Everything you always wanted to know but never dared to ask about the queen of the Italian table.
What it is and where it is
The Pasta Museum is located in Collecchio, in the beautiful medieval agricultural court of Giarola. Inside, we can learn about the history, secrets and thousand faces of pasta, from the grain of wheat to cooking. We start with wheat, with its characteristics, cultivation, and ancient agricultural tools. We then move on to milling, complete with a reconstruction of a grist mill and a modern roller mill. Then there is the home preparation of fresh pasta, told through small domestic tools: the art of the rolling pin and the richest Italian collection of "speronelle," pasta wheels.
Why it is special
In the 11th century, Corte Giairola was complete with so many rural structures that it was self-sufficient and protected by strong walls, almost like a castle. The Pasta Museum traces this glorious past, including in its narrative pasta in the round, from raw materials to cookbooks. A self-contained museum through and through. The icing on the cake, is the existence, in Corte Giarola itself, of the Museum of Tomato, which, in the form of sauce, is surely the prince of condiments for a good, healthy pasta!
Not to be missed
The Museum houses a real industrial pasta factory from the first half of the 19th century to illustrate the various stages of dry pasta production, with original, perfectly restored machinery. A second nucleus of antique machines then shows the production methods in an artisan workshop in Emilia in the last century. Current events also have their place: models and videos illustrate the very modern technologies used in industrial pasta factories, and the more than center "dies," show the way of forming as many different pasta shapes, true "architectures for the mouth."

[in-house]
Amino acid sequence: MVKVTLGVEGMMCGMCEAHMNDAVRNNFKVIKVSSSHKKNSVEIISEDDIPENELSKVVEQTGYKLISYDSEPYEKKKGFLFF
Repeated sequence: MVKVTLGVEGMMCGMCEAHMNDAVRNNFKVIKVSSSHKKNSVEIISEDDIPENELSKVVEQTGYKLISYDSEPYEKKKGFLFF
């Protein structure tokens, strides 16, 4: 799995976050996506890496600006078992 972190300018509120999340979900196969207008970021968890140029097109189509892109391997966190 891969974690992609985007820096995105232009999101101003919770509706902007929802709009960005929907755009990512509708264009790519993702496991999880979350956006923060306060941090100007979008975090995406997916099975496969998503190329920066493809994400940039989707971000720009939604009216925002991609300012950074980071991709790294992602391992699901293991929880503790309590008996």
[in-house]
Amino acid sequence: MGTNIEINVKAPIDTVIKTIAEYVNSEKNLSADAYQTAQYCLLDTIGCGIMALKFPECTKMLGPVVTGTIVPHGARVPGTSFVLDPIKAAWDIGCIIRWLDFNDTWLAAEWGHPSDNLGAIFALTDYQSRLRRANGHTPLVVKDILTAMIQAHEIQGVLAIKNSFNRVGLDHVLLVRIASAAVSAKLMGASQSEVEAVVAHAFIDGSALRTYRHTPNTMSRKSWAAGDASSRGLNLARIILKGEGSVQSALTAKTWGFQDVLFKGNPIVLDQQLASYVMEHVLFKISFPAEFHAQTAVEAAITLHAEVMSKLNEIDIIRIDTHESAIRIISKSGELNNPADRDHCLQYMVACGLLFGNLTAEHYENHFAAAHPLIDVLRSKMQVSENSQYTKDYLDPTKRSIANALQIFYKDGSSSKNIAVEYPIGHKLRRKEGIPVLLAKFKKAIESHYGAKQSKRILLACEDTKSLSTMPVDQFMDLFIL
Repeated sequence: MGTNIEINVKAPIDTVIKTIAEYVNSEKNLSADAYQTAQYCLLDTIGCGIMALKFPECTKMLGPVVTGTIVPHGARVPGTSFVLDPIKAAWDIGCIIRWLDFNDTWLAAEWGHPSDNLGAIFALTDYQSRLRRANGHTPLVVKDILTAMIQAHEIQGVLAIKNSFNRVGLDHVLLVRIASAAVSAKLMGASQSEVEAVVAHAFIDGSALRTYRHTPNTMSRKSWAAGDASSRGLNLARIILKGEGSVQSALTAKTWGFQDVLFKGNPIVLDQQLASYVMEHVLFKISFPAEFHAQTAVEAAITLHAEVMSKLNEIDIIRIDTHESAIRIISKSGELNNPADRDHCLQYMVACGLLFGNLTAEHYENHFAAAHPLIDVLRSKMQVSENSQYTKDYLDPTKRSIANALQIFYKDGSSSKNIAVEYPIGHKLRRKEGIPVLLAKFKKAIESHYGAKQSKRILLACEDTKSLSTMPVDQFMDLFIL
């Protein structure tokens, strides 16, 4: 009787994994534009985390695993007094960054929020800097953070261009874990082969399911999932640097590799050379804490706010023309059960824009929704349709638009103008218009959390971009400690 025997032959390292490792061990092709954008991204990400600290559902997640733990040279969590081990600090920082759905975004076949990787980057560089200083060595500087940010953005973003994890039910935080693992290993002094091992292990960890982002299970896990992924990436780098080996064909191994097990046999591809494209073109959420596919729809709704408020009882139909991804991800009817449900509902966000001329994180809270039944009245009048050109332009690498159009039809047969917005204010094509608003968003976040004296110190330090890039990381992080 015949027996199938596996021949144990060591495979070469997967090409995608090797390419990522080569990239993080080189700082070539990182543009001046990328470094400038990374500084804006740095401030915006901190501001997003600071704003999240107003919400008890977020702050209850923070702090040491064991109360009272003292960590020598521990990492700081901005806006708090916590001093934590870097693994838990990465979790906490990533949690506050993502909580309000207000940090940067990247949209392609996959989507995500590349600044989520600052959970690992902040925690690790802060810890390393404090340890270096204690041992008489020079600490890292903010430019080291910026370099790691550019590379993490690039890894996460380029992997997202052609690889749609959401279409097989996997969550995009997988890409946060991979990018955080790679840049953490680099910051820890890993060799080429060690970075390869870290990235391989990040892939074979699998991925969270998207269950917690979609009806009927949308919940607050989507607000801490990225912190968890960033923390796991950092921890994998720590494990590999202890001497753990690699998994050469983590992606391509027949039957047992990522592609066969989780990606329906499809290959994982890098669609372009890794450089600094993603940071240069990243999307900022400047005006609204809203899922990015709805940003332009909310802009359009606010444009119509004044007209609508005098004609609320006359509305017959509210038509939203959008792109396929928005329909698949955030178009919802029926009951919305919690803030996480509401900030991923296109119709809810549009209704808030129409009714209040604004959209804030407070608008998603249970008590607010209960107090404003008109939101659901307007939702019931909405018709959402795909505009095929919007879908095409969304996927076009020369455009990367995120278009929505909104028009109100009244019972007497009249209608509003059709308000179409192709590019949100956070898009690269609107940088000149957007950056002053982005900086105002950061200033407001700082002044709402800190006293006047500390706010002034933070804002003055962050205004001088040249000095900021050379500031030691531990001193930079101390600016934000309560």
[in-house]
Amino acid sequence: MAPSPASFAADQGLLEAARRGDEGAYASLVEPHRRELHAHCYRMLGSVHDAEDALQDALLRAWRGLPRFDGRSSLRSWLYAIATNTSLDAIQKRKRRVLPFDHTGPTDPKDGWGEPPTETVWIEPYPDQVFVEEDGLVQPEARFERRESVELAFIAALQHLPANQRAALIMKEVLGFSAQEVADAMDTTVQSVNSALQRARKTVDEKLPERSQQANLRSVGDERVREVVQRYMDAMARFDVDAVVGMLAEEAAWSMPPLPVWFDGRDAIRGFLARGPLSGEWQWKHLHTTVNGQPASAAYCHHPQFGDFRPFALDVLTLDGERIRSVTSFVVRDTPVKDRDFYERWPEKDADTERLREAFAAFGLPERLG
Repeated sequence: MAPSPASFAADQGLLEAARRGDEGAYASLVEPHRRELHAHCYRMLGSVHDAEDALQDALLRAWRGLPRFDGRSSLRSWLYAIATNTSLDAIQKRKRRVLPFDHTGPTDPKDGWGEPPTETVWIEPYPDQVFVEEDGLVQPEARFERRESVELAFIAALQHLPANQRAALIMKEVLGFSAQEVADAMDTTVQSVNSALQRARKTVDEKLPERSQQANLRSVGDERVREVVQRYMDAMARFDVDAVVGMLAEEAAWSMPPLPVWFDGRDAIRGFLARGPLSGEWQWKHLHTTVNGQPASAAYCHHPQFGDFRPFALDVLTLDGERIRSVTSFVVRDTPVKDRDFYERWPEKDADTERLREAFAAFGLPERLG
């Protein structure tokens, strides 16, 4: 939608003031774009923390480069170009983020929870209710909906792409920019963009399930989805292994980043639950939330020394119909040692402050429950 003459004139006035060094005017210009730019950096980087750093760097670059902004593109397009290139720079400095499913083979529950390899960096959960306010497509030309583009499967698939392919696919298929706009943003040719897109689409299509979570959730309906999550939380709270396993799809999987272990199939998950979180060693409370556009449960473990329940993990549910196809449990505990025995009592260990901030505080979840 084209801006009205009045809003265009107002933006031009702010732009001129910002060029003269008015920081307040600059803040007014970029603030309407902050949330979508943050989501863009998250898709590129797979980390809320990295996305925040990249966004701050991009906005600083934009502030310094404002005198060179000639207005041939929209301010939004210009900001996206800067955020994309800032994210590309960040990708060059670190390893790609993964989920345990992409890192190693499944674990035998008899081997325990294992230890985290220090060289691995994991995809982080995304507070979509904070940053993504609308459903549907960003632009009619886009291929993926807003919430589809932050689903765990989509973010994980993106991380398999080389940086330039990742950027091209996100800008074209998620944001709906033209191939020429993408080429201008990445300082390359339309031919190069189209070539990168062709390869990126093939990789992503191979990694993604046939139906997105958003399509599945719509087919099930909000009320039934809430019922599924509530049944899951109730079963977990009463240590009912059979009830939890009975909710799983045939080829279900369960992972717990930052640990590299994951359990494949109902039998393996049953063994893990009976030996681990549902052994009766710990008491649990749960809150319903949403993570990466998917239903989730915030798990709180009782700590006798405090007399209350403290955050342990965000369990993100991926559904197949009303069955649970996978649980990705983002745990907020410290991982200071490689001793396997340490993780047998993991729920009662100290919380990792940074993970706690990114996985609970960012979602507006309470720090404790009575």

A bit of history
Dried durum wheat semolina pasta, of Middle Eastern origin, found its chosen home in Italy, developing over the centuries in different areas of the country: in Sicily, in Liguria, in Naples, in Bologna. In the nineteenth century, Barilla, now a world leader in the sector, began its activities in Parma, which has contributed greatly to the creation of the museum dedicated in ten sections, to the historical, technological and cultural knowledge of pasta.
An entire section is dedicated to the communication of pasta: posters, playbills, historical affiches created by renowned poster designers and graphic designers. This is flanked by a gastronomic section that presents the history of the pasta colander, recipe books, and the ideal pairings between formats and sauces, highlighting the typical features of the various regions of Italy. An overview of pasta in art and culture, from paintings to postage stamps, closes the rich exhibition tour, which is completed with a visit to the tomato museum below.
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